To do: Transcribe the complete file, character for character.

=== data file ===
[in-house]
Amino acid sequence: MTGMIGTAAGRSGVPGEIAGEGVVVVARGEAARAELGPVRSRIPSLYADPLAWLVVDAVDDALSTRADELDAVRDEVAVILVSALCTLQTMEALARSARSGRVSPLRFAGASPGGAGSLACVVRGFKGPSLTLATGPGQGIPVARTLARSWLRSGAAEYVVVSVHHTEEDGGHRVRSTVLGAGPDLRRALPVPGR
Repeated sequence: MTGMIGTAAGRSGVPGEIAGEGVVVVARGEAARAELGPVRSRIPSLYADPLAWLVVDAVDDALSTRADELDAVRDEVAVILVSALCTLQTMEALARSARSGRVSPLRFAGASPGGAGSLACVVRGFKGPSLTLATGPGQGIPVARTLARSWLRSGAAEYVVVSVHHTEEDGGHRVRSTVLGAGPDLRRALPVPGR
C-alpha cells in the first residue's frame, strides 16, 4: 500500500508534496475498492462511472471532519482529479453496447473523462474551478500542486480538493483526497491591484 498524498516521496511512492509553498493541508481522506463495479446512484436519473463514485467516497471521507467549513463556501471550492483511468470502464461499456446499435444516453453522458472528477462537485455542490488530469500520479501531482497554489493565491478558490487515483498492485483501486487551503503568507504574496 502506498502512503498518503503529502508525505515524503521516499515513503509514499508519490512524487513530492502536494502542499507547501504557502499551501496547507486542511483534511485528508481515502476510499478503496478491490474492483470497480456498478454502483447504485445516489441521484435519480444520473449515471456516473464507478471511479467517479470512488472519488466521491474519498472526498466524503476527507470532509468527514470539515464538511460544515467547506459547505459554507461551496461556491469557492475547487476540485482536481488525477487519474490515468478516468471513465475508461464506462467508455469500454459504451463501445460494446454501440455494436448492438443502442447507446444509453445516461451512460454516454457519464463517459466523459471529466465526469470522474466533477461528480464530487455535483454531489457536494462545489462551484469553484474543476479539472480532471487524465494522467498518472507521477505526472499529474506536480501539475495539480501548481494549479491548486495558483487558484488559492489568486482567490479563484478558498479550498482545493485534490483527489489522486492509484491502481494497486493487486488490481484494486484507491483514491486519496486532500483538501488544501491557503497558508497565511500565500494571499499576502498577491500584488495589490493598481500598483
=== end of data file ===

[in-house]
Amino acid sequence: MTGMIGTAAGRSGVPGEIAGEGVVVVARGEAARAELGPVRSRIPSLYADPLAWLVVDAVDDALSTRADELDAVRDEVAVILVSALCTLQTMEALARSARSGRVSPLRFAGASPGGAGSLACVVRGFKGPSLTLATGPGQGIPVARTLARSWLRSGAAEYVVVSVHHTEEDGGHRVRSTVLGAGPDLRRALPVPGR
Repeated sequence: MTGMIGTAAGRSGVPGEIAGEGVVVVARGEAARAELGPVRSRIPSLYADPLAWLVVDAVDDALSTRADELDAVRDEVAVILVSALCTLQTMEALARSARSGRVSPLRFAGASPGGAGSLACVVRGFKGPSLTLATGPGQGIPVARTLARSWLRSGAAEYVVVSVHHTEEDGGHRVRSTVLGAGPDLRRALPVPGR
C-alpha cells in the first residue's frame, strides 16, 4: 500500500508534496475498492462511472471532519482529479453496447473523462474551478500542486480538493483526497491591484 498524498516521496511512492509553498493541508481522506463495479446512484436519473463514485467516497471521507467549513463556501471550492483511468470502464461499456446499435444516453453522458472528477462537485455542490488530469500520479501531482497554489493565491478558490487515483498492485483501486487551503503568507504574496 502506498502512503498518503503529502508525505515524503521516499515513503509514499508519490512524487513530492502536494502542499507547501504557502499551501496547507486542511483534511485528508481515502476510499478503496478491490474492483470497480456498478454502483447504485445516489441521484435519480444520473449515471456516473464507478471511479467517479470512488472519488466521491474519498472526498466524503476527507470532509468527514470539515464538511460544515467547506459547505459554507461551496461556491469557492475547487476540485482536481488525477487519474490515468478516468471513465475508461464506462467508455469500454459504451463501445460494446454501440455494436448492438443502442447507446444509453445516461451512460454516454457519464463517459466523459471529466465526469470522474466533477461528480464530487455535483454531489457536494462545489462551484469553484474543476479539472480532471487524465494522467498518472507521477505526472499529474506536480501539475495539480501548481494549479491548486495558483487558484488559492489568486482567490479563484478558498479550498482545493485534490483527489489522486492509484491502481494497486493487486488490481484494486484507491483514491486519496486532500483538501488544501491557503497558508497565511500565500494571499499576502498577491500584488495589490493598481500598483